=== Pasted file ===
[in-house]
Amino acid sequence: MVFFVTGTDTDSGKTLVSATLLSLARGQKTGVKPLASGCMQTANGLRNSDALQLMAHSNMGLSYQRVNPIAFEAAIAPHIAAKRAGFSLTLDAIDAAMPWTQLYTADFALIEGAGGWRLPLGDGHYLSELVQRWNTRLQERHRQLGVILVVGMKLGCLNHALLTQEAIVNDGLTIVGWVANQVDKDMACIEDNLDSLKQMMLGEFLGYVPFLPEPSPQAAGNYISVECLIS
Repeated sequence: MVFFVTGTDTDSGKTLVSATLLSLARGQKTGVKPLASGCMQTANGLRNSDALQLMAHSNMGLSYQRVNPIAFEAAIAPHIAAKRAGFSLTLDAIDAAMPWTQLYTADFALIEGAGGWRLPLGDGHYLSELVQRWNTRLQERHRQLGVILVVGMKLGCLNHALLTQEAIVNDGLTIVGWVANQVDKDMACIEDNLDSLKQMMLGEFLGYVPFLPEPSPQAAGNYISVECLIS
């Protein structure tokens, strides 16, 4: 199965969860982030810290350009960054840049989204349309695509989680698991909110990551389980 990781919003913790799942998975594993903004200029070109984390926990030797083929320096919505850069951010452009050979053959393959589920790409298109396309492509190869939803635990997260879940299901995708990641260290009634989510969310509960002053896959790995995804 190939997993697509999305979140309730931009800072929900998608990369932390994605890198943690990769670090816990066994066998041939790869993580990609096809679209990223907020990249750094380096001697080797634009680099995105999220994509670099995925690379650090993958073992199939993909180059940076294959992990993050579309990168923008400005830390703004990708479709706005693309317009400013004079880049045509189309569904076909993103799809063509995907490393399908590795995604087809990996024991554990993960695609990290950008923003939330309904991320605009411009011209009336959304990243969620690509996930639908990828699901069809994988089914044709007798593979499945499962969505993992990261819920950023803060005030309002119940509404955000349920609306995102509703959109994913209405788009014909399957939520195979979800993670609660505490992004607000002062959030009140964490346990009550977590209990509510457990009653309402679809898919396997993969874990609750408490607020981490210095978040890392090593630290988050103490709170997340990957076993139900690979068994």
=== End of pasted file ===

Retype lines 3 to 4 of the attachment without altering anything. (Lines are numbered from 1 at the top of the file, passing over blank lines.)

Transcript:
Repeated sequence: MVFFVTGTDTDSGKTLVSATLLSLARGQKTGVKPLASGCMQTANGLRNSDALQLMAHSNMGLSYQRVNPIAFEAAIAPHIAAKRAGFSLTLDAIDAAMPWTQLYTADFALIEGAGGWRLPLGDGHYLSELVQRWNTRLQERHRQLGVILVVGMKLGCLNHALLTQEAIVNDGLTIVGWVANQVDKDMACIEDNLDSLKQMMLGEFLGYVPFLPEPSPQAAGNYISVECLIS
């Protein structure tokens, strides 16, 4: 199965969860982030810290350009960054840049989204349309695509989680698991909110990551389980 990781919003913790799942998975594993903004200029070109984390926990030797083929320096919505850069951010452009050979053959393959589920790409298109396309492509190869939803635990997260879940299901995708990641260290009634989510969310509960002053896959790995995804 190939997993697509999305979140309730931009800072929900998608990369932390994605890198943690990769670090816990066994066998041939790869993580990609096809679209990223907020990249750094380096001697080797634009680099995105999220994509670099995925690379650090993958073992199939993909180059940076294959992990993050579309990168923008400005830390703004990708479709706005693309317009400013004079880049045509189309569904076909993103799809063509995907490393399908590795995604087809990996024991554990993960695609990290950008923003939330309904991320605009411009011209009336959304990243969620690509996930639908990828699901069809994988089914044709007798593979499945499962969505993992990261819920950023803060005030309002119940509404955000349920609306995102509703959109994913209405788009014909399957939520195979979800993670609660505490992004607000002062959030009140964490346990009550977590209990509510457990009653309402679809898919396997993969874990609750408490607020981490210095978040890392090593630290988050103490709170997340990957076993139900690979068994």